Degree Type


Date of Award


Degree Name

Doctor of Philosophy




Three experiments were performed to evaluate the role of soil temperature in the rate of soybean (Glycine max (L.) Merr.) root extension;In the first experiment, a water bath system was designed to provide accurate root-zone temperature control and serial observation of taproot and lateral root development to a depth of 120 cm. The system consisted of a 137.2 x 100.3 x 121.9 cm deep constant temperature water bath, twelve 2.5 x 30.5 x 121.9 cm immersed acrylic plastic growth containers, movable lighting, and a derrick for removing the growth containers. The acrylic contaners were lifted from the bath in tiers of three, and data recorded with photographs;In the second experiment, Beeson, Hawkeye 63, Wayne, and Harosoy 63 soybean cultivars were grown at root-zone temperatures of 17(DEGREES)C, 21(DEGREES)C, 25(DEGREES)C, and 29(DEGREES)C to evaluate the effect of temperature on the development of the taproot and lateral roots. Temperature treatments were imposed upon the soybean cultivars with the constant temperature water bath system. The constant temperature bath was located in a temperature modified greenhouse. Serial measurements of taproot and lateral root location and frequency of primary nodes by depth were recorded on alternate days until 19 days after emergence. The rate of taproot extension increased with temperature, decreased with time and averaged over time was greater for the Beeson and Hawkeye 63 cultivars than for the Wayne and Harosoy 63 cultivars. The rate of lateral root extension increased with temperature, generally increased with time, and averaged over time was greater for the Beeson and Hawkeye 63 cultivars than the Wayne and Harosoy 63 cultivars at temperature treatments greater than 17(DEGREES)C. The frequency of primary nodes varied with depth, time and cultivar. The Beeson and Hawkeye 63 cultivars had fewer primary nodes than the Wayne and Harosoy 63 cultivars;In the third experiment, a two-dimensional soybean root growth stimulation model was developed for the root growth data. The major inputs were equations describing taproot and lateral root extension, primary node development, and the rooting angle as a function of time and temperature. The model predicts the extension of the taproot and 10 primary lateral roots. The rooting depths predicted by the model agree well with greenhouse and field experimental data.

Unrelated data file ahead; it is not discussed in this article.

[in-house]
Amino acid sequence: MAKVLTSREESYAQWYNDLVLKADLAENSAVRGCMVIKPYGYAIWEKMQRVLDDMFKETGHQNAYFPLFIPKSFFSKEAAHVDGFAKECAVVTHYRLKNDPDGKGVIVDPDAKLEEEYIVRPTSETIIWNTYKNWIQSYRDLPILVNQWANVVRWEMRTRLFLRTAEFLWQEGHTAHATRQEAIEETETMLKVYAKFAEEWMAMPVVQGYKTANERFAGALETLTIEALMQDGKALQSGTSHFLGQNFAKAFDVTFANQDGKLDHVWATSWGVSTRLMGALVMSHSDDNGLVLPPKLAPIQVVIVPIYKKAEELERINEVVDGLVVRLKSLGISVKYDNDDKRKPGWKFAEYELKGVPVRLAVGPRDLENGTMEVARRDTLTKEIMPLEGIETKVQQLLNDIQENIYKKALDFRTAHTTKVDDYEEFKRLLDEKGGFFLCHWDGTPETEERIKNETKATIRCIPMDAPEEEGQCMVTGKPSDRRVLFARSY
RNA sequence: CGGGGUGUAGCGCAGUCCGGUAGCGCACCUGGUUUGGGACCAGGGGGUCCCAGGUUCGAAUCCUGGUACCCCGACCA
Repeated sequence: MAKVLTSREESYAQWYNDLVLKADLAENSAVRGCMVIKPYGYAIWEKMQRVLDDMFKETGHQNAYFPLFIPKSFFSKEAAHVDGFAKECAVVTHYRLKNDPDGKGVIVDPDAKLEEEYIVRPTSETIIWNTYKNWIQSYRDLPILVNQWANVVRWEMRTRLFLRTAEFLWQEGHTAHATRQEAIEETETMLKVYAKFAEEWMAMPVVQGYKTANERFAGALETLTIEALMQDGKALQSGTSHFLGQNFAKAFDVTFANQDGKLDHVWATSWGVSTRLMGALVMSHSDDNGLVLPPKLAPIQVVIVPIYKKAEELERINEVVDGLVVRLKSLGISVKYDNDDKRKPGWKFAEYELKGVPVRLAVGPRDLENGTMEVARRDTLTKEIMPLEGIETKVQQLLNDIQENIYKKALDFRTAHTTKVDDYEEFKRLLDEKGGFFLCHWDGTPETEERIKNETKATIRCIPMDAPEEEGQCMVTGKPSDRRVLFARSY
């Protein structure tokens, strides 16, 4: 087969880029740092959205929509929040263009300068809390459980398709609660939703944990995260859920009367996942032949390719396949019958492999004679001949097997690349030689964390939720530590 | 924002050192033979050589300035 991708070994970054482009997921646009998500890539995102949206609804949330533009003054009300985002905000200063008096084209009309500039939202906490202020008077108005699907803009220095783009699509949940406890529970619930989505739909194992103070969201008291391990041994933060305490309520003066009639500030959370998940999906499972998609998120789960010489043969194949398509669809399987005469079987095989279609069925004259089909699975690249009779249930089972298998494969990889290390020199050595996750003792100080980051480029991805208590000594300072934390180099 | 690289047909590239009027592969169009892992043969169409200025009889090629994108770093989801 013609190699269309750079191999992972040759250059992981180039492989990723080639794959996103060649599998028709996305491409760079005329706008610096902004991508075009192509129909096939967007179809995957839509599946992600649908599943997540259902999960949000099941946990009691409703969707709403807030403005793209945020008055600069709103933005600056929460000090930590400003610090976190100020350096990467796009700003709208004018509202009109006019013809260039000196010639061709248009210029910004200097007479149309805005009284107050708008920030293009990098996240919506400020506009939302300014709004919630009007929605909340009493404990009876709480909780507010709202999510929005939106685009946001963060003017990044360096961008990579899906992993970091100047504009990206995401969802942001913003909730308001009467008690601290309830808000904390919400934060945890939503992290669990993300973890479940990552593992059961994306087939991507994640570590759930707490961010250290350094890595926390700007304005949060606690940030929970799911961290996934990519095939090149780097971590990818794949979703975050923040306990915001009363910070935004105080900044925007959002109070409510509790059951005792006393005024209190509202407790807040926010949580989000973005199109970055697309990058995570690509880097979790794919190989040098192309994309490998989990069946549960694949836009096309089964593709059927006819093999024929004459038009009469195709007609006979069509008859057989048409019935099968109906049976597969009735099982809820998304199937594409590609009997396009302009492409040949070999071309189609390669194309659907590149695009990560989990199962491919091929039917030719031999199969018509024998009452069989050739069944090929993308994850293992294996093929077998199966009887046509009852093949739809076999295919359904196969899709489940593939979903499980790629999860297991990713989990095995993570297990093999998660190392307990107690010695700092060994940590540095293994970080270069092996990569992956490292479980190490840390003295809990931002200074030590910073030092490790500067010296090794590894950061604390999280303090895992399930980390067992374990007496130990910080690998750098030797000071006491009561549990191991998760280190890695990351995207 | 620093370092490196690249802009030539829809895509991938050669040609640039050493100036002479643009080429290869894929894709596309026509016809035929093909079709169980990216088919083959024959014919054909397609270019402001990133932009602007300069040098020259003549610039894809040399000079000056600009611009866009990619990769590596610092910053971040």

Digital Repository @ Iowa State University,

Copyright Owner

James Allen Stone



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296 pages